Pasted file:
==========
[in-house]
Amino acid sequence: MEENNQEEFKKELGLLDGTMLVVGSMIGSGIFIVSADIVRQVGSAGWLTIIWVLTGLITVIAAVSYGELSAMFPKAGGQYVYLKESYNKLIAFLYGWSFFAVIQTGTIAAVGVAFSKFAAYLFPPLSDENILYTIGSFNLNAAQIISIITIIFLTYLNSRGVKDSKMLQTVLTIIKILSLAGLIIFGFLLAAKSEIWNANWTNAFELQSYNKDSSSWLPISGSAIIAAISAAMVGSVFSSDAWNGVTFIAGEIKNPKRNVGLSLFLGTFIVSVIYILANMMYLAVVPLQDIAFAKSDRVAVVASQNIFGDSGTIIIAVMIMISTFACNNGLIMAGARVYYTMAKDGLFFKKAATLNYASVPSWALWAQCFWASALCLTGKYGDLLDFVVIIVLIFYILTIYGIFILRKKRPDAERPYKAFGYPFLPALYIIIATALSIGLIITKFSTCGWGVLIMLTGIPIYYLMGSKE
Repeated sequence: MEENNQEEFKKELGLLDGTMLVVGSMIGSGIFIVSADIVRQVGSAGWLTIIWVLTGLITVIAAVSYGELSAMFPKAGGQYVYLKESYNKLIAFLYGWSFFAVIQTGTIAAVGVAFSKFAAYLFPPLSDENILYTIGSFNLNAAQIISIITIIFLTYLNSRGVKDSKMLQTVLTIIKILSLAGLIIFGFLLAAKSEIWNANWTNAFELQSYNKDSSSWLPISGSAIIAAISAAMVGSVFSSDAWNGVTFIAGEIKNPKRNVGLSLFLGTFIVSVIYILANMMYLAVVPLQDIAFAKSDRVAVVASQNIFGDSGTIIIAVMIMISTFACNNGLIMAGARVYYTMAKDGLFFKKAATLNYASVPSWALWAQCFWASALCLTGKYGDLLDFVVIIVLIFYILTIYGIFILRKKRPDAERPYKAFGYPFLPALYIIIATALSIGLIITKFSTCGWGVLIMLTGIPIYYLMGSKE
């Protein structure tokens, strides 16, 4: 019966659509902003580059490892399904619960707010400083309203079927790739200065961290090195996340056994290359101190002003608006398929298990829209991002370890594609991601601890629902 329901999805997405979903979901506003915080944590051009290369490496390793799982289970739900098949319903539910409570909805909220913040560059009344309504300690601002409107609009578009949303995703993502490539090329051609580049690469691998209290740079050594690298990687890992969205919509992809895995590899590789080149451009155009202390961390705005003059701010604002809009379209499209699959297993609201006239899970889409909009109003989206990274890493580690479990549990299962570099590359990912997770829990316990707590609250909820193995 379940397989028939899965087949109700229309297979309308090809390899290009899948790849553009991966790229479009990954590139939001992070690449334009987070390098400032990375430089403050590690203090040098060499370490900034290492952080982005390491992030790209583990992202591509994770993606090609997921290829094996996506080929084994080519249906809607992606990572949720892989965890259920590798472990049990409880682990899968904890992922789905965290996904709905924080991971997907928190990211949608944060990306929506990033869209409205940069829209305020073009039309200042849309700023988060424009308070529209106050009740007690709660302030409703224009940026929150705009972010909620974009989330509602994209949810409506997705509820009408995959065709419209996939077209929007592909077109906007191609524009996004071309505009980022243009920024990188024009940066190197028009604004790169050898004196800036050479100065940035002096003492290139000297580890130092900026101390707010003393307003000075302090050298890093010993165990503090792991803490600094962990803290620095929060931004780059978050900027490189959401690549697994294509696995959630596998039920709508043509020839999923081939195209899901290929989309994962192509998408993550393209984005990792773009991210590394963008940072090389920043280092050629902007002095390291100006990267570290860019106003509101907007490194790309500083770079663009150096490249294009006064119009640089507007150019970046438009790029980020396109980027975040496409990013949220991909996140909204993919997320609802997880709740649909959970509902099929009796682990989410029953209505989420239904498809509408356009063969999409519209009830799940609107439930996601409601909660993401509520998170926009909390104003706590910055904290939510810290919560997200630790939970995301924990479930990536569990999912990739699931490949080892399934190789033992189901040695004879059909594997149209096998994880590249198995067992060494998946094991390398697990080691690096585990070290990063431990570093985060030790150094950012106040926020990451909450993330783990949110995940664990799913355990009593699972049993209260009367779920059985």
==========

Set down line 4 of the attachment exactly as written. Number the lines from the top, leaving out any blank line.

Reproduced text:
């Protein structure tokens, strides 16, 4: 019966659509902003580059490892399904619960707010400083309203079927790739200065961290090195996340056994290359101190002003608006398929298990829209991002370890594609991601601890629902 329901999805997405979903979901506003915080944590051009290369490496390793799982289970739900098949319903539910409570909805909220913040560059009344309504300690601002409107609009578009949303995703993502490539090329051609580049690469691998209290740079050594690298990687890992969205919509992809895995590899590789080149451009155009202390961390705005003059701010604002809009379209499209699959297993609201006239899970889409909009109003989206990274890493580690479990549990299962570099590359990912997770829990316990707590609250909820193995 379940397989028939899965087949109700229309297979309308090809390899290009899948790849553009991966790229479009990954590139939001992070690449334009987070390098400032990375430089403050590690203090040098060499370490900034290492952080982005390491992030790209583990992202591509994770993606090609997921290829094996996506080929084994080519249906809607992606990572949720892989965890259920590798472990049990409880682990899968904890992922789905965290996904709905924080991971997907928190990211949608944060990306929506990033869209409205940069829209305020073009039309200042849309700023988060424009308070529209106050009740007690709660302030409703224009940026929150705009972010909620974009989330509602994209949810409506997705509820009408995959065709419209996939077209929007592909077109906007191609524009996004071309505009980022243009920024990188024009940066190197028009604004790169050898004196800036050479100065940035002096003492290139000297580890130092900026101390707010003393307003000075302090050298890093010993165990503090792991803490600094962990803290620095929060931004780059978050900027490189959401690549697994294509696995959630596998039920709508043509020839999923081939195209899901290929989309994962192509998408993550393209984005990792773009991210590394963008940072090389920043280092050629902007002095390291100006990267570290860019106003509101907007490194790309500083770079663009150096490249294009006064119009640089507007150019970046438009790029980020396109980027975040496409990013949220991909996140909204993919997320609802997880709740649909959970509902099929009796682990989410029953209505989420239904498809509408356009063969999409519209009830799940609107439930996601409601909660993401509520998170926009909390104003706590910055904290939510810290919560997200630790939970995301924990479930990536569990999912990739699931490949080892399934190789033992189901040695004879059909594997149209096998994880590249198995067992060494998946094991390398697990080691690096585990070290990063431990570093985060030790150094950012106040926020990451909450993330783990949110995940664990799913355990009593699972049993209260009367779920059985």